To the Zebra Marching Band,
Words cannot describe how much you have done for me throughout these past four years. Little did I know that upon walking through the band room's intimidating doors my freshman year, I had unknowingly found my second home. On the outside it may have appeared to simply be kids with instruments on a field, however, it was so much more.
Thank you for teaching me how to have an immense amount of school spirit despite not knowing a single thing about football. From playing our school's fight song by heart, to feeling an electric energy each time the stadium lights lit up on Friday nights, you allowed me to experience a sense of joy unlike no other.
You taught me that there definitely is no "i" in "team," even if it may have taken me a while to understand that. I was able to learn that I didn't always need to be self-sufficient, that in order for me to succeed, I needed to listen and work together with those around me. I soon realized that we each played an important role on that field and even if just one of us was out of place, we would all be affected. Once we put on those uniforms, we weren't simply ourselves anymore, rather we came together regardless of backgrounds or differences, and became one. Under that shako, no one knew who we were, because that 10 minute show wasn't about any one individual, it was about the band.
I thank you for showing me that a family doesn't necessarily mean you're related by blood, that a family can be as small as the people within your section, or as big as the entire band. Without marching band, I would have never met some of my best friends. You brought some of the most amazing people into my life that I've had the opportunity to form long-lasting bonds with. Although I may have not known it at the time, but after years of complaining about the weather either being too hot or too cold at rehearsal, making up dances to the drum-line's cadences, helping each other memorize music and sets, or saying the phrase, "It's not a show if you don't have to go" to each other, these once-strangers around me had become a part of my roots. Thank you for placing people in my life that would help push me when I didn't want to do another run-through or scream the loudest with me when it came to school chants.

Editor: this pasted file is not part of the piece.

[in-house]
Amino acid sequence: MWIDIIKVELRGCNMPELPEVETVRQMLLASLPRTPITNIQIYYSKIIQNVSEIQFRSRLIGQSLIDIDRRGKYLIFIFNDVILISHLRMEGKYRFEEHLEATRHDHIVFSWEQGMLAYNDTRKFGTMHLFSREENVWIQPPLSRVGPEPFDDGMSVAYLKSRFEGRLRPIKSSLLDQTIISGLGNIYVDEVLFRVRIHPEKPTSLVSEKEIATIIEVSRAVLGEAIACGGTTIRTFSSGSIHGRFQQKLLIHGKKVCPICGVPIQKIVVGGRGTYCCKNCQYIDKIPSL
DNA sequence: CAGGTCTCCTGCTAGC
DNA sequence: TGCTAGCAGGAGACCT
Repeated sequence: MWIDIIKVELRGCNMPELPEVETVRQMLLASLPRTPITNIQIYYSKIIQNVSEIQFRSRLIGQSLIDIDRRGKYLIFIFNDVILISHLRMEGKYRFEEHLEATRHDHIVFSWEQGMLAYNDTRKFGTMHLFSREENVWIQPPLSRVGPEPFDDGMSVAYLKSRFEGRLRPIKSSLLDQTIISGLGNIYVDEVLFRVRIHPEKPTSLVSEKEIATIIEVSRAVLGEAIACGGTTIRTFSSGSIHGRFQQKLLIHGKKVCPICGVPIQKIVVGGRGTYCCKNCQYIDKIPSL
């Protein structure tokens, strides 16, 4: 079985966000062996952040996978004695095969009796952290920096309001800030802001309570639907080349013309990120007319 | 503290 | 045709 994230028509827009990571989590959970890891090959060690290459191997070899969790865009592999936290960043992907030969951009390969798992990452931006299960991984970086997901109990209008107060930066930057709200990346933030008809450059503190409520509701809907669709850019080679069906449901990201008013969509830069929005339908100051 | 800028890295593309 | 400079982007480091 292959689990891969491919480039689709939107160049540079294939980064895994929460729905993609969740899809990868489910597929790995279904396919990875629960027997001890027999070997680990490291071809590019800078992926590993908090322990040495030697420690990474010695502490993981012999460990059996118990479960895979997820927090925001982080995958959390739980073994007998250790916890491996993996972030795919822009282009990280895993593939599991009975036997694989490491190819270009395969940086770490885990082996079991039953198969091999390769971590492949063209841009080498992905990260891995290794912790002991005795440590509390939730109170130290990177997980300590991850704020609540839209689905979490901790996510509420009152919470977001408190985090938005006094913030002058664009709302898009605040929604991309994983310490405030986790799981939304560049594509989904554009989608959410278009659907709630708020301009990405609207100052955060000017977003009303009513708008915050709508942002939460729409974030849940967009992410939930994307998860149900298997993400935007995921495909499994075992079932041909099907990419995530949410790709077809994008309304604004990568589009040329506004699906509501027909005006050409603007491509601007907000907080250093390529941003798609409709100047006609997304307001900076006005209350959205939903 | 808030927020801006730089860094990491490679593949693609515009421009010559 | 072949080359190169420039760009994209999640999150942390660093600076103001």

You taught me the virtue of patience, because after hearing the director say "one last time" for the 5th time in a row, I DEFINITELY needed it.
Turns out those hour-long bus rides actually feel like ten minutes when you're sitting by the the right people (aka: the back of the bus.) You gave me a chance to experience those irreplaceable laughs, inside jokes, and memories made at marching contests that I would look back on in a few years and say "Man, I miss this." I never did think I would ever get so excited over spending my Saturdays watching other bands perform while competing for a trophy of our own.
Thank you for both the significant and insignificant details. For the everyday normality of walking into the band room and being greeted by a hundred kids in a frenzy, to the medley of saxophones and tubas and other practicing instruments that would eventually become the background noise to my life. Or from having the opportunity to march in front of 20,000 people at the Magic Kingdom Parade at Disney World, to leaving a legacy by being the first band in my school's history to not only pass on to finals, but place eighth at our state marching contest.
In the end, you transformed me into a girl who adores the clarinet and is passionate about both music and marching. So much so that next year I'll be at Boone Pickens Stadium, making my dreams a reality by marching with a college band.
Just know I could have never done it without you, because when it's all said and done, I wouldn't trade getting to be a part of the Zebra Marching Band for the world.